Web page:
For some time, I have been concerned about inflation, led by high energy prices and growing global demand. Yesterday, oil dropped below $120 a barrel, a price “not seen since May 2nd” and there was dancing in the streets. We forget that on May 2nd we were hysterical, gnashing teeth, putting groceries on credit cards because all of our cash was going in the gas tank. (The recent decline in oil prices may simply be China having cut its use 30% by turning off Beijing for the Olympics. BTW, nice environment you’ve created there, Mr. Chairman.) Most of us used our tax rebate checks to pay toward credit card balances.

I’m starting to think that deflation may eventually win.

The statistical data the government uses to measure retail sales, which are currently described as “healthy,” do not reflect the substitutions that most median-income-and-below consumers have been making this year. Not just substituting paying credit for cash. I can’t find the data to support this one, but my instincts tell me that the following is representative of what’s been going on with these households. This is mostly guesswork on my part. That’s okay, it’s my blog.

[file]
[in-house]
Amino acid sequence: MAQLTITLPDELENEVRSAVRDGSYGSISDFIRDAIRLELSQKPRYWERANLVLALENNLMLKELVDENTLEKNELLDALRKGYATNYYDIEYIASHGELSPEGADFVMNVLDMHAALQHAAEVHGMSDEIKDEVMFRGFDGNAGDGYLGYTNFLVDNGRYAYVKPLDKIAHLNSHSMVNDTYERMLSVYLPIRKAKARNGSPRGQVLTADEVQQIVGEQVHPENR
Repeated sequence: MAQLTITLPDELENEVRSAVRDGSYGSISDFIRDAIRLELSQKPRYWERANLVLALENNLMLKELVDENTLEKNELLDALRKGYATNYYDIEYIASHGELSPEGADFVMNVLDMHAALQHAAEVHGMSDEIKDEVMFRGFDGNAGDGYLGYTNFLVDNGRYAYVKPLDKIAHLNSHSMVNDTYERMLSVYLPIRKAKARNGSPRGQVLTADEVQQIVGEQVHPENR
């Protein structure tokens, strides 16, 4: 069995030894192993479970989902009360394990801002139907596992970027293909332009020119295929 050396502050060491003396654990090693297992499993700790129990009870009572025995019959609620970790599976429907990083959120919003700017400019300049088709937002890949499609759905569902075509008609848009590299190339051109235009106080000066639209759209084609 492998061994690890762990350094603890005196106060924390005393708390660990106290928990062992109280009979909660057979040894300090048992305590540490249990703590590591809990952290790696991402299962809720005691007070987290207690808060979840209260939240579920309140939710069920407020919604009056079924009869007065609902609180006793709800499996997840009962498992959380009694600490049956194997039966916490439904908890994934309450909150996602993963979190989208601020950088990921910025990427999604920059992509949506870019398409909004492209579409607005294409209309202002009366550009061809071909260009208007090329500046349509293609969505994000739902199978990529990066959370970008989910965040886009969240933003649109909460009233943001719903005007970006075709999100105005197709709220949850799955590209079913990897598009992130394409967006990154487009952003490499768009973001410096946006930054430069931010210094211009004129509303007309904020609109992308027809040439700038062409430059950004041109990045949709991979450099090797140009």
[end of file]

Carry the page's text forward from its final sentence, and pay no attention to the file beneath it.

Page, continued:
2006%     _______Category    __________ 2008%  ___ ____hange

30                         Housing[1] 32                        +10%

15                         Utilities[2] 21                        +50%

7                            Gasoline                         15       +110%

13                         Food                               18           +35%

5                           Medical                           6             +20%

5                           Clothing                          5          ——-